Show that the equation x^3-12x-7.2=0 has one positive and two negative roots. Obtain the positive root to 3 significant figures using the Newton-Raphson process.
How do i do the blue part. I am clueless.
Show that the equation x^3-12x-7.2=0 has one positive and two negative roots. Obtain the positive root to 3 significant figures using the Newton-Raphson process.
How do i do the blue part. I am clueless.
Let f(x) = x^3 - 12x - 7.2
Note that f(x) is continuous for all values of x. Apply the Intermediate Value Theorem:
f(0) < 0 and f(4) > 0 => f(a) = 0 for 0 < a < 4.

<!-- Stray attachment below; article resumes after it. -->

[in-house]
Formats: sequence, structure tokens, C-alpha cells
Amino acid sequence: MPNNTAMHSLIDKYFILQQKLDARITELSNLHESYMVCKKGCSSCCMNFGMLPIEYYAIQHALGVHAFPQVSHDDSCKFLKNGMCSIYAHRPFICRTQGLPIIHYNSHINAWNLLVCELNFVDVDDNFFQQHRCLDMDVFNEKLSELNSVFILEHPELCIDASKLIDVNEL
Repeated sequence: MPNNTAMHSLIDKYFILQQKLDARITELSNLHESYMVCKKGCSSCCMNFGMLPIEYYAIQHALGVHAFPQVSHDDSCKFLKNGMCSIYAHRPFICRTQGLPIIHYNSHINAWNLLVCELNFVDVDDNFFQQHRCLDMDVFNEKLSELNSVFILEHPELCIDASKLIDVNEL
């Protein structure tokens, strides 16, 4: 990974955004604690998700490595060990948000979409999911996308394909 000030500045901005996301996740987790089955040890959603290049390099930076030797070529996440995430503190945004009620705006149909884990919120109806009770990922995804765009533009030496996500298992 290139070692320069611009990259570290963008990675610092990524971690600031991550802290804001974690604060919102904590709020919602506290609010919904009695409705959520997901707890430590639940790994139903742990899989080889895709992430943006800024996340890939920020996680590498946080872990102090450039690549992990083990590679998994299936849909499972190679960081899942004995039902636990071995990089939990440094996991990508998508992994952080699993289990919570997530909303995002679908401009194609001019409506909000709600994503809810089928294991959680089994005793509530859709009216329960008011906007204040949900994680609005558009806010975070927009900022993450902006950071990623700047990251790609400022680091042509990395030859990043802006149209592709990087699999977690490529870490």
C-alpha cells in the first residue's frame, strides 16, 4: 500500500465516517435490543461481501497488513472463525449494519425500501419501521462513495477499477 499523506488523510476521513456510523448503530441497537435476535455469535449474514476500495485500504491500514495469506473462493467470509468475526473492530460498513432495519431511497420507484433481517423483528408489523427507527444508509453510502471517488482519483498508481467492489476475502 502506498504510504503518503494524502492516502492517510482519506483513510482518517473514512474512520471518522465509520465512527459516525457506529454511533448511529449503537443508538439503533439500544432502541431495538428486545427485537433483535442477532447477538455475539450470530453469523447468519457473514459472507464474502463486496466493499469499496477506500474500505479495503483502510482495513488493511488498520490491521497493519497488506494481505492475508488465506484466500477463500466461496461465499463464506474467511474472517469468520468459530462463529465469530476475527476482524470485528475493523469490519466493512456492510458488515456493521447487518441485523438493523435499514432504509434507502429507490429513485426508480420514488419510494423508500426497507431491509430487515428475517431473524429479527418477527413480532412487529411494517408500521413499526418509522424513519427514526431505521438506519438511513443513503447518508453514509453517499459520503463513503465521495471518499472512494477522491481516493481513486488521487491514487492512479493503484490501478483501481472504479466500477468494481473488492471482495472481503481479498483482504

f(-4) < 0 and f(-3) > 0 => f(b) = 0 for -4 < b < -3.
f(-3) > 0 and f(-1/2) < 0 => f(c) = 0 for -3 < c < -1/2.
Therefore two negative roots x = b and x = c and one positive root x = a.
let's look at the derivative of this function:
$\displaystyle f'(x) = 3x^2 - 12$
as you can see the function has to extrema points: a minima at (2,-23.2) and a maxima at x = (-2,8.8).
We can also observe that:
$\displaystyle
\begin{gathered}
\mathop {\lim }\limits_{x \to \infty } {\kern 1pt} \,f(x) = \infty \hfill \\
\mathop {\lim }\limits_{x \to - \infty } {\kern 1pt} \,f(x) = - \infty \hfill \\
\end{gathered}
$
and also that
$\displaystyle f(0) = - 7.2$
Thus using the aforementioned facts and the fact that the function is continues one can easily conclude that f(x) has one negative root between 0 and -2, another negative root that's smaller than -2, and a positive root larger than 2.